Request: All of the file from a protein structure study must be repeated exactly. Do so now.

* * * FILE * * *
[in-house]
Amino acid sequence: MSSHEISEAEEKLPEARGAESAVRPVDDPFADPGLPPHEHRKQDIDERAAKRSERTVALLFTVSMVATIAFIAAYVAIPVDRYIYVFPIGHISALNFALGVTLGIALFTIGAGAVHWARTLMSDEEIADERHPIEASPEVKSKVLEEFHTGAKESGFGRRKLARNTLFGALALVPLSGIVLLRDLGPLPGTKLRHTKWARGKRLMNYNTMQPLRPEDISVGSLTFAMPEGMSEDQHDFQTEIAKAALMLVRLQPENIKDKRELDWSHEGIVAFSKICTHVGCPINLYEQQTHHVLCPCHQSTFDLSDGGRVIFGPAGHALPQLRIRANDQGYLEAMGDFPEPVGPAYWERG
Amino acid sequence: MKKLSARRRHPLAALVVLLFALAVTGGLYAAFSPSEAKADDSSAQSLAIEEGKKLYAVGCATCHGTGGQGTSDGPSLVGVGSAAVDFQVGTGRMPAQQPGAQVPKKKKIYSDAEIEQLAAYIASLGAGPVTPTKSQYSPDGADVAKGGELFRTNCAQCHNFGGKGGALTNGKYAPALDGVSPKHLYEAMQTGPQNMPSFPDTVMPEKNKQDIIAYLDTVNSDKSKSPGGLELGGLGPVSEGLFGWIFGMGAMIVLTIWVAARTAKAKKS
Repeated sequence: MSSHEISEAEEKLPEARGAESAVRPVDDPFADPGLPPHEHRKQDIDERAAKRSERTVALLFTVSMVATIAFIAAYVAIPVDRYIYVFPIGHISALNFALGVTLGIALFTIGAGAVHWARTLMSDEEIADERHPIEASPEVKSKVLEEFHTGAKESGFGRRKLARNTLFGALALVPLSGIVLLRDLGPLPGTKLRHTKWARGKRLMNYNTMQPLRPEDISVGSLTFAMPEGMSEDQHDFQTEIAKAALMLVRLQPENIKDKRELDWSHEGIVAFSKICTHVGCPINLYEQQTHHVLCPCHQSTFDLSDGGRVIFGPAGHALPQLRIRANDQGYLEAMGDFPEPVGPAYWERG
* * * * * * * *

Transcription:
[in-house]
Amino acid sequence: MSSHEISEAEEKLPEARGAESAVRPVDDPFADPGLPPHEHRKQDIDERAAKRSERTVALLFTVSMVATIAFIAAYVAIPVDRYIYVFPIGHISALNFALGVTLGIALFTIGAGAVHWARTLMSDEEIADERHPIEASPEVKSKVLEEFHTGAKESGFGRRKLARNTLFGALALVPLSGIVLLRDLGPLPGTKLRHTKWARGKRLMNYNTMQPLRPEDISVGSLTFAMPEGMSEDQHDFQTEIAKAALMLVRLQPENIKDKRELDWSHEGIVAFSKICTHVGCPINLYEQQTHHVLCPCHQSTFDLSDGGRVIFGPAGHALPQLRIRANDQGYLEAMGDFPEPVGPAYWERG
Amino acid sequence: MKKLSARRRHPLAALVVLLFALAVTGGLYAAFSPSEAKADDSSAQSLAIEEGKKLYAVGCATCHGTGGQGTSDGPSLVGVGSAAVDFQVGTGRMPAQQPGAQVPKKKKIYSDAEIEQLAAYIASLGAGPVTPTKSQYSPDGADVAKGGELFRTNCAQCHNFGGKGGALTNGKYAPALDGVSPKHLYEAMQTGPQNMPSFPDTVMPEKNKQDIIAYLDTVNSDKSKSPGGLELGGLGPVSEGLFGWIFGMGAMIVLTIWVAARTAKAKKS
Repeated sequence: MSSHEISEAEEKLPEARGAESAVRPVDDPFADPGLPPHEHRKQDIDERAAKRSERTVALLFTVSMVATIAFIAAYVAIPVDRYIYVFPIGHISALNFALGVTLGIALFTIGAGAVHWARTLMSDEEIADERHPIEASPEVKSKVLEEFHTGAKESGFGRRKLARNTLFGALALVPLSGIVLLRDLGPLPGTKLRHTKWARGKRLMNYNTMQPLRPEDISVGSLTFAMPEGMSEDQHDFQTEIAKAALMLVRLQPENIKDKRELDWSHEGIVAFSKICTHVGCPINLYEQQTHHVLCPCHQSTFDLSDGGRVIFGPAGHALPQLRIRANDQGYLEAMGDFPEPVGPAYWERG